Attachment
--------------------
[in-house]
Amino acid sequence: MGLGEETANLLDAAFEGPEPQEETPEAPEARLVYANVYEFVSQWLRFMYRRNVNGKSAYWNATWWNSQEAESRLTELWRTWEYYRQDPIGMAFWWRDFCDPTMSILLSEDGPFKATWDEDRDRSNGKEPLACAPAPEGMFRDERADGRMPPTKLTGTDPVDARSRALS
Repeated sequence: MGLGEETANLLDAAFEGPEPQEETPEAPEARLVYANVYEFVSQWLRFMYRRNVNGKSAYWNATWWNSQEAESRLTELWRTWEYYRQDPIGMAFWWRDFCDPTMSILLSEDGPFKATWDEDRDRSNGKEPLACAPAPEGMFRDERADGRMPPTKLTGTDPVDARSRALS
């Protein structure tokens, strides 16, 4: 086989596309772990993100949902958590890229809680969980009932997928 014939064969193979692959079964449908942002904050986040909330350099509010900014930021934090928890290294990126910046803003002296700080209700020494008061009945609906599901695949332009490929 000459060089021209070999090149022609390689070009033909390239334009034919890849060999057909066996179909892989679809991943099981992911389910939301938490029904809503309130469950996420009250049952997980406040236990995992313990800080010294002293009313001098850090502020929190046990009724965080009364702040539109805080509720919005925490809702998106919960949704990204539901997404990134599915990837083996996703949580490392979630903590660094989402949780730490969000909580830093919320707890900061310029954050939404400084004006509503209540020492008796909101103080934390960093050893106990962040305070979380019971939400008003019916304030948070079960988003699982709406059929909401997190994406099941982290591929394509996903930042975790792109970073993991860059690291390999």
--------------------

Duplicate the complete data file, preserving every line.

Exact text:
[in-house]
Amino acid sequence: MGLGEETANLLDAAFEGPEPQEETPEAPEARLVYANVYEFVSQWLRFMYRRNVNGKSAYWNATWWNSQEAESRLTELWRTWEYYRQDPIGMAFWWRDFCDPTMSILLSEDGPFKATWDEDRDRSNGKEPLACAPAPEGMFRDERADGRMPPTKLTGTDPVDARSRALS
Repeated sequence: MGLGEETANLLDAAFEGPEPQEETPEAPEARLVYANVYEFVSQWLRFMYRRNVNGKSAYWNATWWNSQEAESRLTELWRTWEYYRQDPIGMAFWWRDFCDPTMSILLSEDGPFKATWDEDRDRSNGKEPLACAPAPEGMFRDERADGRMPPTKLTGTDPVDARSRALS
């Protein structure tokens, strides 16, 4: 086989596309772990993100949902958590890229809680969980009932997928 014939064969193979692959079964449908942002904050986040909330350099509010900014930021934090928890290294990126910046803003002296700080209700020494008061009945609906599901695949332009490929 000459060089021209070999090149022609390689070009033909390239334009034919890849060999057909066996179909892989679809991943099981992911389910939301938490029904809503309130469950996420009250049952997980406040236990995992313990800080010294002293009313001098850090502020929190046990009724965080009364702040539109805080509720919005925490809702998106919960949704990204539901997404990134599915990837083996996703949580490392979630903590660094989402949780730490969000909580830093919320707890900061310029954050939404400084004006509503209540020492008796909101103080934390960093050893106990962040305070979380019971939400008003019916304030948070079960988003699982709406059929909401997190994406099941982290591929394509996903930042975790792109970073993991860059690291390999």